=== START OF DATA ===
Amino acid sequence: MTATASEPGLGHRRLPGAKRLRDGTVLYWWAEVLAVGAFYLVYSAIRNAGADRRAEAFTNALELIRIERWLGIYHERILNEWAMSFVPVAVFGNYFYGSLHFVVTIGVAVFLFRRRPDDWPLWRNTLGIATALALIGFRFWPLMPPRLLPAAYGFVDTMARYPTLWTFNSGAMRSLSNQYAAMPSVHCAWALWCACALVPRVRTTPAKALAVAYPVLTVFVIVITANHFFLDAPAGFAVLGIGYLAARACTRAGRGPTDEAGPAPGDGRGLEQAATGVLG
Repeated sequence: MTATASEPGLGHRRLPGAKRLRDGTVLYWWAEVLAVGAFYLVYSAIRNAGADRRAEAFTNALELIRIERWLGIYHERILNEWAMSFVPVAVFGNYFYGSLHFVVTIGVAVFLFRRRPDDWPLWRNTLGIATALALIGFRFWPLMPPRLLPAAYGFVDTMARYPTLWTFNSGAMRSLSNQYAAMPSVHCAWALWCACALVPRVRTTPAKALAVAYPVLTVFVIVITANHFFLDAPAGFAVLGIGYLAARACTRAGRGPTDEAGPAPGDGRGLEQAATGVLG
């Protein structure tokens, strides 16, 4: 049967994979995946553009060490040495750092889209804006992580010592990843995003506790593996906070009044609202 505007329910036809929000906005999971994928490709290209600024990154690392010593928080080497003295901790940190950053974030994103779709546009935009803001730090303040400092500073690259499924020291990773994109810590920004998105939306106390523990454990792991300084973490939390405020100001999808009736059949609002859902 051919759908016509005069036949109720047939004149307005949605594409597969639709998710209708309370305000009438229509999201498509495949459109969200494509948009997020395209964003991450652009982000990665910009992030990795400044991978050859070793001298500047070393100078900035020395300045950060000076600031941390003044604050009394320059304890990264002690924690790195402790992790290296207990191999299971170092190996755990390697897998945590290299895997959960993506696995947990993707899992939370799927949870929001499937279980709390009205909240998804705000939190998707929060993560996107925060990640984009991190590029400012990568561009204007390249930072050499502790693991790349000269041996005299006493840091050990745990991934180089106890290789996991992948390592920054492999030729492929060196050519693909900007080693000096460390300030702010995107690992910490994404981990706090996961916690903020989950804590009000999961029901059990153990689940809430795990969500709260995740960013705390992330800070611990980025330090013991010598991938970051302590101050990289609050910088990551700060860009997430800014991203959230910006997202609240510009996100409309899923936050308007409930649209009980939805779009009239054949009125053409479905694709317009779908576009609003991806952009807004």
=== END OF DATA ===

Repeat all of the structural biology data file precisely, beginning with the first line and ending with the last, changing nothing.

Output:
Amino acid sequence: MTATASEPGLGHRRLPGAKRLRDGTVLYWWAEVLAVGAFYLVYSAIRNAGADRRAEAFTNALELIRIERWLGIYHERILNEWAMSFVPVAVFGNYFYGSLHFVVTIGVAVFLFRRRPDDWPLWRNTLGIATALALIGFRFWPLMPPRLLPAAYGFVDTMARYPTLWTFNSGAMRSLSNQYAAMPSVHCAWALWCACALVPRVRTTPAKALAVAYPVLTVFVIVITANHFFLDAPAGFAVLGIGYLAARACTRAGRGPTDEAGPAPGDGRGLEQAATGVLG
Repeated sequence: MTATASEPGLGHRRLPGAKRLRDGTVLYWWAEVLAVGAFYLVYSAIRNAGADRRAEAFTNALELIRIERWLGIYHERILNEWAMSFVPVAVFGNYFYGSLHFVVTIGVAVFLFRRRPDDWPLWRNTLGIATALALIGFRFWPLMPPRLLPAAYGFVDTMARYPTLWTFNSGAMRSLSNQYAAMPSVHCAWALWCACALVPRVRTTPAKALAVAYPVLTVFVIVITANHFFLDAPAGFAVLGIGYLAARACTRAGRGPTDEAGPAPGDGRGLEQAATGVLG
């Protein structure tokens, strides 16, 4: 049967994979995946553009060490040495750092889209804006992580010592990843995003506790593996906070009044609202 505007329910036809929000906005999971994928490709290209600024990154690392010593928080080497003295901790940190950053974030994103779709546009935009803001730090303040400092500073690259499924020291990773994109810590920004998105939306106390523990454990792991300084973490939390405020100001999808009736059949609002859902 051919759908016509005069036949109720047939004149307005949605594409597969639709998710209708309370305000009438229509999201498509495949459109969200494509948009997020395209964003991450652009982000990665910009992030990795400044991978050859070793001298500047070393100078900035020395300045950060000076600031941390003044604050009394320059304890990264002690924690790195402790992790290296207990191999299971170092190996755990390697897998945590290299895997959960993506696995947990993707899992939370799927949870929001499937279980709390009205909240998804705000939190998707929060993560996107925060990640984009991190590029400012990568561009204007390249930072050499502790693991790349000269041996005299006493840091050990745990991934180089106890290789996991992948390592920054492999030729492929060196050519693909900007080693000096460390300030702010995107690992910490994404981990706090996961916690903020989950804590009000999961029901059990153990689940809430795990969500709260995740960013705390992330800070611990980025330090013991010598991938970051302590101050990289609050910088990551700060860009997430800014991203959230910006997202609240510009996100409309899923936050308007409930649209009980939805779009009239054949009125053409479905694709317009779908576009609003991806952009807004």